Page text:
The Bridge – Submit Your First Short Story For 2018 Today


It’s our first short story deadline for 2018. That means we’re done with January.

Welcome to all the new writers who have joined the challenge. I hope you will all have a wonderful year with us. And welcome back to the writers who will be attempting this for the second year. Here’s to #12/12.

Well done to everyone who made it. I am proud of you.

Reader’s Choice Award for 2017

Congratulations to James Parent who is the Winner of the Reader’s Choice Award for the 12 Short Stories Competition for 2017. James wins a complete short story appraisal, plus a 45-minute writing consultation via Skype. The Reader’s Choice was judged by the writers who submitted stories for the 2017 competition. Well done, James.   

Submission process:

I will accept and approve posts for The Bridge (Word count: 1200 words) from 24 January 2018, 8:00 (Johannesburg time | GMT +2:00), until 25 January 2018, 8:00 (Johannesburg time | GMT +2:00) on 12shortstories.com.  Please ask Google to figure out what time that will be in your part of the world. 

Please use the correct format:

In the post title bar:              Story Title by Author Name.

Just above the story:             Prompt: XXXXXX | Word count: XXXXXX | Genre: XXXXXX

Warning: Please add a warning if your story is not appropriate for sensitive or younger readers.

Can I still join?

You can join the 12 Short Story Challenge in any month. So, if you start in June, that will be month one for you and then May 2019 will be month 12.

Here is the procedure:

  1. Read today’s post.
  2. Post your story on 12 Short Stories.
  3. Read and comment on at least four other stories. Please spread the love. Look for stories that haven’t been read, instead of everyone reading and commenting on the same stories. If you want tips on how to comment, read this post: The Complete Guide To Evaluating Your Short Story.
  4. This is an exercise in discipline. The comments are a bonus. There is no prize because I want you to focus on writing for yourself and to try and take more risks.
  5. Be kind when you comment. Start with a positive comment, suggest an improvement, and end with something positive. We are here to learn.
  6. Our next prompt is at the end of this post.

A few more points:

  1. I will try to read as many posts as possible, but I do have a day job that I would like to keep.
  2. NO hate speech. None. If you see something nasty that I should be made aware of, please send me a message.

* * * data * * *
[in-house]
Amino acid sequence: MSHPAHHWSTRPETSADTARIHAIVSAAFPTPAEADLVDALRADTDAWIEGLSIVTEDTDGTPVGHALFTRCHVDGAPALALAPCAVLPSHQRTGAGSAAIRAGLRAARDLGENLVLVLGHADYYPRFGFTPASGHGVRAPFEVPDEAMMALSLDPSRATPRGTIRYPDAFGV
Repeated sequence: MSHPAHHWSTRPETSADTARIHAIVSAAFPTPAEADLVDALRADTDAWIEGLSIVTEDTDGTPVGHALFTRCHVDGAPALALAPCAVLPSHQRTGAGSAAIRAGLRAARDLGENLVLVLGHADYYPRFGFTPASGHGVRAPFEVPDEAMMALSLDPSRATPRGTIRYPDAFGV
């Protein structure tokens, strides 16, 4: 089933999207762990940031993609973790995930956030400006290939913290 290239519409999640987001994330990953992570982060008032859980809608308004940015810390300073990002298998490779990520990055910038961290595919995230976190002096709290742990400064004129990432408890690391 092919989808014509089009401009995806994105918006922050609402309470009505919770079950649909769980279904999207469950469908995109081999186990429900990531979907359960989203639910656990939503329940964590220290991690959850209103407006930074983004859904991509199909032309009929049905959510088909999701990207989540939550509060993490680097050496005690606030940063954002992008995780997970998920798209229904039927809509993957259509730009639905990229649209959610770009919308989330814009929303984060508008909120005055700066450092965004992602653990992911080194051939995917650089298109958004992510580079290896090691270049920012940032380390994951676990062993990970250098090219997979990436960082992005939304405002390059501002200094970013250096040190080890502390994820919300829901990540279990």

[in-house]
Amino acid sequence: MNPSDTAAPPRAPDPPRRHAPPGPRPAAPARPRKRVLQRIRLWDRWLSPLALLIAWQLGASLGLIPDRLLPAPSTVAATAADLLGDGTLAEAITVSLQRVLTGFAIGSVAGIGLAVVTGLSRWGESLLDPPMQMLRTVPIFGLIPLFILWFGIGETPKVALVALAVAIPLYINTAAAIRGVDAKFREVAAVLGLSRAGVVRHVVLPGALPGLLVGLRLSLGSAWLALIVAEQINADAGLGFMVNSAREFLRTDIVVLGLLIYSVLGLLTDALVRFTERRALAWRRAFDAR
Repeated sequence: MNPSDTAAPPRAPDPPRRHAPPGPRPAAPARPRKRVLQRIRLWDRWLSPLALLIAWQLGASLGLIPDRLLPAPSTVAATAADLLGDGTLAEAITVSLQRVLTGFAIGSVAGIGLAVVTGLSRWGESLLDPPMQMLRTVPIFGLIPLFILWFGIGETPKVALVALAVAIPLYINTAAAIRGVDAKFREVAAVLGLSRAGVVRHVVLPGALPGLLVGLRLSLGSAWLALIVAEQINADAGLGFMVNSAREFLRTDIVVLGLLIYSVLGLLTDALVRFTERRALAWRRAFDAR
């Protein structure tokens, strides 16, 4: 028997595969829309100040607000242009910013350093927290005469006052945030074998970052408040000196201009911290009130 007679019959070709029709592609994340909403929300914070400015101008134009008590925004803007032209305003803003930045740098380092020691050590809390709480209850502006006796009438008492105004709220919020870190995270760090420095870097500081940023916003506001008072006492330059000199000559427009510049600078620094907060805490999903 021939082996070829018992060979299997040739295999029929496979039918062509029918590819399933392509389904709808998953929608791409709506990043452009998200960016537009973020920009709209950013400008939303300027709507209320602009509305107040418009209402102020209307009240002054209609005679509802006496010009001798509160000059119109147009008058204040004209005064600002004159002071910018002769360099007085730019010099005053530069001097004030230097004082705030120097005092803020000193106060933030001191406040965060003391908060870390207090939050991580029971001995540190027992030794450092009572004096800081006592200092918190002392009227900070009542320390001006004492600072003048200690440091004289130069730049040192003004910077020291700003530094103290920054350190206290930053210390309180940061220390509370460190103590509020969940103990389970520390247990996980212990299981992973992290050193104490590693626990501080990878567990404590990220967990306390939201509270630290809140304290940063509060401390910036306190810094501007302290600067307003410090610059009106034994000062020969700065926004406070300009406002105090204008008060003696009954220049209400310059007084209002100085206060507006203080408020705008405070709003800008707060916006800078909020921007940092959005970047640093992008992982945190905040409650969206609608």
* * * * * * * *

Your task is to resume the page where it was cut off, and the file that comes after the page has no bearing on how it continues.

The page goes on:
3. Be careful of profanity.
  4. I need to approve every post. Please be patient with me. I am teaching during the day and I will approve them as quickly as I can. They will all go up.

Here is my short story:

Prompt: The Bridge | Word count: 1200 words exactly | Genre: Action

Warning: Profanity and violence.

Joy slumps against the wall and lets the water pour over her. Her cut stings as she washes away the blood and examines the wound. Her stitches have pulled, but not all the way. It still hurts like hell.

The faucet squawks as she turns it and the stream dwindles to a few drops. She rests her head against the cool tiles for a moment before drying off. The heat is tangible, concrete, alive.  

The cuts on her knuckles pull as she tugs on a clean vest and flexes her hand testing the movement. She walks towards the smell of food.

“Please say that’s for me.” She goes straight to the pot barely glancing at the short, wiry man in her kitchen.

“It’s for you.” Lupe says as he leans over the map on the table.

“You’re an angel.”

“That’s an insult to angels everywhere.” His gold tooth flashes as he grins.

She opens and closes the dilapidated doors of the cabinets trying to find anything hollow to eat in. She settles on a mug. “Want some?” She asks waving a second chipped cup.

“I’ve eaten.” He doesn’t look up but moves around the map.

“You ok?” she frowns.

“Yip.”

Joy sits down on a crate. “Has it changed much?”

“More than this shack.” He nudges the chair and it collapses.

“Ikea doesn’t deliver to South America, amigo.”

He shrugs, “It’s changed some,” and reaches for the marker.

“How much is some?”

“He moved the containers to the south side of the compound. Here.” Lupe draws a circle on the map and crosses out the previous position, over it he draws a square. “And this is going to be our biggest problem.” He taps on the square with his index finger.

“What’s that?” She points with the spoon and he frowns as a blob of sauce lands on the map.

“Shit.” She grabs the rag from him and cleans it as best she can.

“Eat like a lady.”

“I’ve never been lady. You be a fucking lady, big brother.”

“Fuck you, niñita.” He waves his hand over the map.  “So, this is the trouble. He’s built a tower, a fucking fortress, that looks out over the bridge. You can’t go that way. You’ll have to find another way to get in.”